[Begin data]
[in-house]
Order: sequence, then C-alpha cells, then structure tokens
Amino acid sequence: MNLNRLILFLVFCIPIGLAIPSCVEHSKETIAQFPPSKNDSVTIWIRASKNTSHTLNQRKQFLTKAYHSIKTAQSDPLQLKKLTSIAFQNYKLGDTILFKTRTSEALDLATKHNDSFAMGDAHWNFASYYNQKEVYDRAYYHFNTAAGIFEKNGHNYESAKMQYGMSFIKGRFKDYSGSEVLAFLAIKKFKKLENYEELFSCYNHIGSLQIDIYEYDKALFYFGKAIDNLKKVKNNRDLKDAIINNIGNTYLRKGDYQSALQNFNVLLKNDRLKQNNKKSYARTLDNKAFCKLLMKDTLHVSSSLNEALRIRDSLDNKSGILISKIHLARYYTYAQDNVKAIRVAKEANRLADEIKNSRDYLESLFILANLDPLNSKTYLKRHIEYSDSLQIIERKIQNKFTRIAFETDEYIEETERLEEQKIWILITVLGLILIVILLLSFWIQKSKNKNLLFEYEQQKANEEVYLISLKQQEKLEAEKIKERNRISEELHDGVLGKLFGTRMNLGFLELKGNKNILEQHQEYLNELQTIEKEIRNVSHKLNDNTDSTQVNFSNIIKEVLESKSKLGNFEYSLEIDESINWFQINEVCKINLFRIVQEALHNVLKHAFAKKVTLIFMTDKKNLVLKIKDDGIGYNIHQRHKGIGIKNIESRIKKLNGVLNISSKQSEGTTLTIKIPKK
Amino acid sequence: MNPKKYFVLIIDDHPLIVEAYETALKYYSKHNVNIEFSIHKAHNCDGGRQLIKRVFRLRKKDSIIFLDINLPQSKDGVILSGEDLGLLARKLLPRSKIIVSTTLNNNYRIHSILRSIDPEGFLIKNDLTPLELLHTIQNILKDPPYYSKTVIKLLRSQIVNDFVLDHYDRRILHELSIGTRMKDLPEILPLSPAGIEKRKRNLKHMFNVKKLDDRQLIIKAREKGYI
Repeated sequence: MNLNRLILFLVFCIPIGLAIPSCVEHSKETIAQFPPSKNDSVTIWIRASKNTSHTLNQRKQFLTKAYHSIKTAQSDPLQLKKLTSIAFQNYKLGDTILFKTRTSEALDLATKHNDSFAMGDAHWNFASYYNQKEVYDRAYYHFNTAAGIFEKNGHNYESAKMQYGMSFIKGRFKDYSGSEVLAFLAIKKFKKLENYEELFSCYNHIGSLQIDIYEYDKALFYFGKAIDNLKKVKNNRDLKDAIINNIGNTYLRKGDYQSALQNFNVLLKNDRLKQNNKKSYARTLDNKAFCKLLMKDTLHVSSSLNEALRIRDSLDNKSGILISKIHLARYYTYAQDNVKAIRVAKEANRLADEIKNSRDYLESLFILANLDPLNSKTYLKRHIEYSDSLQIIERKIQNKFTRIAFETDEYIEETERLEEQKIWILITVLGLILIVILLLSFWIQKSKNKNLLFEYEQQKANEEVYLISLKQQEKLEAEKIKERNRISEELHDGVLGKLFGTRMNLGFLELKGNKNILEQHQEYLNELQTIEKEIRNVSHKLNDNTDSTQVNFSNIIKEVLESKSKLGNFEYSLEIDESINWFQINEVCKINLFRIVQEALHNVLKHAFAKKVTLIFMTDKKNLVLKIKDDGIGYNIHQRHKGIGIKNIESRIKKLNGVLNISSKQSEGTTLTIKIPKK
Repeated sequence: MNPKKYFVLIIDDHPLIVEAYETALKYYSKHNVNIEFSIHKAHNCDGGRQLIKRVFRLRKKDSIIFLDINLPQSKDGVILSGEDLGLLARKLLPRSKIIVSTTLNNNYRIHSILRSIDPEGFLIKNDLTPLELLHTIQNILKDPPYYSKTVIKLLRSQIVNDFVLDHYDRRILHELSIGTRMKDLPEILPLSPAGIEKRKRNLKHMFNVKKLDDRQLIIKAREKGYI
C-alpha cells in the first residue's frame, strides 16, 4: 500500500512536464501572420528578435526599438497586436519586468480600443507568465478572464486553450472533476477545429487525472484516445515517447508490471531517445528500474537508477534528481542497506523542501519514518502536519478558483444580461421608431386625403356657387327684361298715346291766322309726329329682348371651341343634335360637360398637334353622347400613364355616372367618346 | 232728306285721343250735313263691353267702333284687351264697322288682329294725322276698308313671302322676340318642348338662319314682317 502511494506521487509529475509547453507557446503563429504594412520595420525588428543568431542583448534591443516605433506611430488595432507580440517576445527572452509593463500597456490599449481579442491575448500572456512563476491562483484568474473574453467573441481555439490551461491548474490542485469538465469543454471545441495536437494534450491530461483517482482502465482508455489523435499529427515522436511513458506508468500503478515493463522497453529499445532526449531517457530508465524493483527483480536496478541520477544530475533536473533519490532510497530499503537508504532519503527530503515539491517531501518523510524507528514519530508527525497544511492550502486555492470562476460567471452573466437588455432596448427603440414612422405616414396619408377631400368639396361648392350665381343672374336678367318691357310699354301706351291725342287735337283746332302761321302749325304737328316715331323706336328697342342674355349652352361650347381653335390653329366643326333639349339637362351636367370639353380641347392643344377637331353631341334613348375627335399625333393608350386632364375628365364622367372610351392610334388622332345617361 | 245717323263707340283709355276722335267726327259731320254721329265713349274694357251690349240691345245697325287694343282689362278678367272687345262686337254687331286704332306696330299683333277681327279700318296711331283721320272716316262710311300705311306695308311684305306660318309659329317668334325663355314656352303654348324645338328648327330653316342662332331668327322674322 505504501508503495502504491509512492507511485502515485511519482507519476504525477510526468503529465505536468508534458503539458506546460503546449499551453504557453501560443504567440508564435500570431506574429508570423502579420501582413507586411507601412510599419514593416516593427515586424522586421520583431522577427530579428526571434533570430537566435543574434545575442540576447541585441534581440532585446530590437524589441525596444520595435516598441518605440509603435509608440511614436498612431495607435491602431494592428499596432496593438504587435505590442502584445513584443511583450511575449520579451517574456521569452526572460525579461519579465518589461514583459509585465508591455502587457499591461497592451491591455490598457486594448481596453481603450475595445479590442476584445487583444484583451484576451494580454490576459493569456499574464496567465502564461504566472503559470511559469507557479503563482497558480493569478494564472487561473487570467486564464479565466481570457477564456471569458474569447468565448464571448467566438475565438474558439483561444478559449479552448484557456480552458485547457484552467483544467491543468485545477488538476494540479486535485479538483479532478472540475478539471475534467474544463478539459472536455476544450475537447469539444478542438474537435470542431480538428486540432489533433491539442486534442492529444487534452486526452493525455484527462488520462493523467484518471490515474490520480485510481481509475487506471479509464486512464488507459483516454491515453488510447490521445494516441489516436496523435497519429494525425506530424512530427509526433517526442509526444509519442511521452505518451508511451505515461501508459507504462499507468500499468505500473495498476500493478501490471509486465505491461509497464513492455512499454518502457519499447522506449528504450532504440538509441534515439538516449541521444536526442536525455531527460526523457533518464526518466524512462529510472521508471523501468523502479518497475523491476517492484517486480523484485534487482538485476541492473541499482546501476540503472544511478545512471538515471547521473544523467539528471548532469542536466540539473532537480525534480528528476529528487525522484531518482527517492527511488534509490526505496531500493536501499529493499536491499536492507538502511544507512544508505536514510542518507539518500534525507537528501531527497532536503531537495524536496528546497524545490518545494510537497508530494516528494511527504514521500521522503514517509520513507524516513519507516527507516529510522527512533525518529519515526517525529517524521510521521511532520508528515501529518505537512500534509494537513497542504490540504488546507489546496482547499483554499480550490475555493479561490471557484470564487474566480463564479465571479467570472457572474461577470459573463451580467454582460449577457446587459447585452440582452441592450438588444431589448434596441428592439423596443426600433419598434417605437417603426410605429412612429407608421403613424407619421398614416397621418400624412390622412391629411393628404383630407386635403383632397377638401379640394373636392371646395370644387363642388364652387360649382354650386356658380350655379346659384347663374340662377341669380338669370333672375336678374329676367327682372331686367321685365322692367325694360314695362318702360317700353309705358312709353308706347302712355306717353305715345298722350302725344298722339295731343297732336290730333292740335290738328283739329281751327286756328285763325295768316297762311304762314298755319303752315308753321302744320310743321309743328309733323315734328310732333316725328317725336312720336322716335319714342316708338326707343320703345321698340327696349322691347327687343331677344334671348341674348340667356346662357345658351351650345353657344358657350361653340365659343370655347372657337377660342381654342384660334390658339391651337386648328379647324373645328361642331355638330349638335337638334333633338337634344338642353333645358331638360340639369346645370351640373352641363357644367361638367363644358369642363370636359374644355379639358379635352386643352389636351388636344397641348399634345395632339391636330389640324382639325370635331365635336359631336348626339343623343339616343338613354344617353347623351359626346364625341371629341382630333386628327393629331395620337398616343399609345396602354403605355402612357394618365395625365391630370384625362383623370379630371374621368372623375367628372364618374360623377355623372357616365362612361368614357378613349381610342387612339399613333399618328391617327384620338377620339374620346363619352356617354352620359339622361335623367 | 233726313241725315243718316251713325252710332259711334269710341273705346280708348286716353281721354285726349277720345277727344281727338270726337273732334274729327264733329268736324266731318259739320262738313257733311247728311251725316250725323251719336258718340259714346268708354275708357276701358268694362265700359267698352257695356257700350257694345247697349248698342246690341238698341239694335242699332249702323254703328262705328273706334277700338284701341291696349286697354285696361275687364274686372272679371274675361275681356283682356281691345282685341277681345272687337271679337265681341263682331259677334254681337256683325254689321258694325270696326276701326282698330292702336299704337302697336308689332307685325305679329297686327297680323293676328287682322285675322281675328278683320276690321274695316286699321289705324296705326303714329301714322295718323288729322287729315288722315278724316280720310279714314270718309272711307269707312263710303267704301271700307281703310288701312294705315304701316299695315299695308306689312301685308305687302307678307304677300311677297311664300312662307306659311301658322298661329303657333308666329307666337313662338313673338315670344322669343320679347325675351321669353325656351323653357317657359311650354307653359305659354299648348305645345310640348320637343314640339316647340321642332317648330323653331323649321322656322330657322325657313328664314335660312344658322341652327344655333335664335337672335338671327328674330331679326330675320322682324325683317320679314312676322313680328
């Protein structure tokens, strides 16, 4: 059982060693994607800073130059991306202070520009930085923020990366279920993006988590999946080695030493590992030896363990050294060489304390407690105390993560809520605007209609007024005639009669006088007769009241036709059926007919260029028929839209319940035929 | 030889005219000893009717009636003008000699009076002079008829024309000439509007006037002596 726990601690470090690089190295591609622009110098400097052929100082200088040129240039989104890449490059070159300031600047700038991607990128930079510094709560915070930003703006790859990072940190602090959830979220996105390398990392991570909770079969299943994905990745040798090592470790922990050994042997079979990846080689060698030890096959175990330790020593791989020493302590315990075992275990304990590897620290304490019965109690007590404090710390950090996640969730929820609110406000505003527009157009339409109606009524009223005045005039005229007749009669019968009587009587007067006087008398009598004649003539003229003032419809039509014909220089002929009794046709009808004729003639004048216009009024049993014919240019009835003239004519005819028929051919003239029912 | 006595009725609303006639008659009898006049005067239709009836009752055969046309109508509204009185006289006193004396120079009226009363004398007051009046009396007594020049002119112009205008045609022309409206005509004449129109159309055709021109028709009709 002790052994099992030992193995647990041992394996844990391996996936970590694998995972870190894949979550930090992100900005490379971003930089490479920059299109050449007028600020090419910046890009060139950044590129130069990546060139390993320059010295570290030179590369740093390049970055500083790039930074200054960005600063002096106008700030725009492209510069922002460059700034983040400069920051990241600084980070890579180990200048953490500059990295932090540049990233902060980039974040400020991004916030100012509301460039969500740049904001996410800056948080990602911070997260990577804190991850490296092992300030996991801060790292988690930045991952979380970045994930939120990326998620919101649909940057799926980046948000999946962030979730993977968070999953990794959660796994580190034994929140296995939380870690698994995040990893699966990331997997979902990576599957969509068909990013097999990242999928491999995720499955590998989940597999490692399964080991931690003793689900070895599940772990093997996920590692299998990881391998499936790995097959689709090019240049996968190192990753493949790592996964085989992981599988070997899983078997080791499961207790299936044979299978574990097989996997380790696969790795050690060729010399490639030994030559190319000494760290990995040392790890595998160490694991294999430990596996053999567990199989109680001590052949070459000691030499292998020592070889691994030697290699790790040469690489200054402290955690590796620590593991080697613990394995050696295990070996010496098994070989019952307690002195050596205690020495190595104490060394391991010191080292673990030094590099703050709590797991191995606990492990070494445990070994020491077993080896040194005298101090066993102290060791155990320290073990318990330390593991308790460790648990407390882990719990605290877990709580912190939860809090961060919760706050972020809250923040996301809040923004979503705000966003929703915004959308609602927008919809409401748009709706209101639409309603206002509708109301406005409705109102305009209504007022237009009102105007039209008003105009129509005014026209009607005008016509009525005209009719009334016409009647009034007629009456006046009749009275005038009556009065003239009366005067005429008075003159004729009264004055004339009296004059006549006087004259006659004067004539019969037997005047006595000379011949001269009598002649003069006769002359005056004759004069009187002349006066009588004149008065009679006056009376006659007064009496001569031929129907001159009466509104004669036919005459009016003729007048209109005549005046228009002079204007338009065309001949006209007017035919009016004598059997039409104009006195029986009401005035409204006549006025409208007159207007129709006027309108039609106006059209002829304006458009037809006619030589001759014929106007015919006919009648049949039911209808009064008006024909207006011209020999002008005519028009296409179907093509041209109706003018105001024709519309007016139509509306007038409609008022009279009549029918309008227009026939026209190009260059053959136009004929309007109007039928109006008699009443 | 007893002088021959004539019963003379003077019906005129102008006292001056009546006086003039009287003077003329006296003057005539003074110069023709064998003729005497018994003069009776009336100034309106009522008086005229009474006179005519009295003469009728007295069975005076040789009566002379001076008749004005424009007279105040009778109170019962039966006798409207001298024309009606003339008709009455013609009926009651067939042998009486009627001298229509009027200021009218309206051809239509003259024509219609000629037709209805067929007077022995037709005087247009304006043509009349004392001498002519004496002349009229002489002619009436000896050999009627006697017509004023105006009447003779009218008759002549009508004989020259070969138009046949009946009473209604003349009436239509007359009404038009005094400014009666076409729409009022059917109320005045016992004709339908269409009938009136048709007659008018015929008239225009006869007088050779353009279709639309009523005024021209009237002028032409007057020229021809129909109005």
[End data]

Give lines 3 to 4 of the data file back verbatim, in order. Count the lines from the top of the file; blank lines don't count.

Amino acid sequence: MNLNRLILFLVFCIPIGLAIPSCVEHSKETIAQFPPSKNDSVTIWIRASKNTSHTLNQRKQFLTKAYHSIKTAQSDPLQLKKLTSIAFQNYKLGDTILFKTRTSEALDLATKHNDSFAMGDAHWNFASYYNQKEVYDRAYYHFNTAAGIFEKNGHNYESAKMQYGMSFIKGRFKDYSGSEVLAFLAIKKFKKLENYEELFSCYNHIGSLQIDIYEYDKALFYFGKAIDNLKKVKNNRDLKDAIINNIGNTYLRKGDYQSALQNFNVLLKNDRLKQNNKKSYARTLDNKAFCKLLMKDTLHVSSSLNEALRIRDSLDNKSGILISKIHLARYYTYAQDNVKAIRVAKEANRLADEIKNSRDYLESLFILANLDPLNSKTYLKRHIEYSDSLQIIERKIQNKFTRIAFETDEYIEETERLEEQKIWILITVLGLILIVILLLSFWIQKSKNKNLLFEYEQQKANEEVYLISLKQQEKLEAEKIKERNRISEELHDGVLGKLFGTRMNLGFLELKGNKNILEQHQEYLNELQTIEKEIRNVSHKLNDNTDSTQVNFSNIIKEVLESKSKLGNFEYSLEIDESINWFQINEVCKINLFRIVQEALHNVLKHAFAKKVTLIFMTDKKNLVLKIKDDGIGYNIHQRHKGIGIKNIESRIKKLNGVLNISSKQSEGTTLTIKIPKK
Amino acid sequence: MNPKKYFVLIIDDHPLIVEAYETALKYYSKHNVNIEFSIHKAHNCDGGRQLIKRVFRLRKKDSIIFLDINLPQSKDGVILSGEDLGLLARKLLPRSKIIVSTTLNNNYRIHSILRSIDPEGFLIKNDLTPLELLHTIQNILKDPPYYSKTVIKLLRSQIVNDFVLDHYDRRILHELSIGTRMKDLPEILPLSPAGIEKRKRNLKHMFNVKKLDDRQLIIKAREKGYI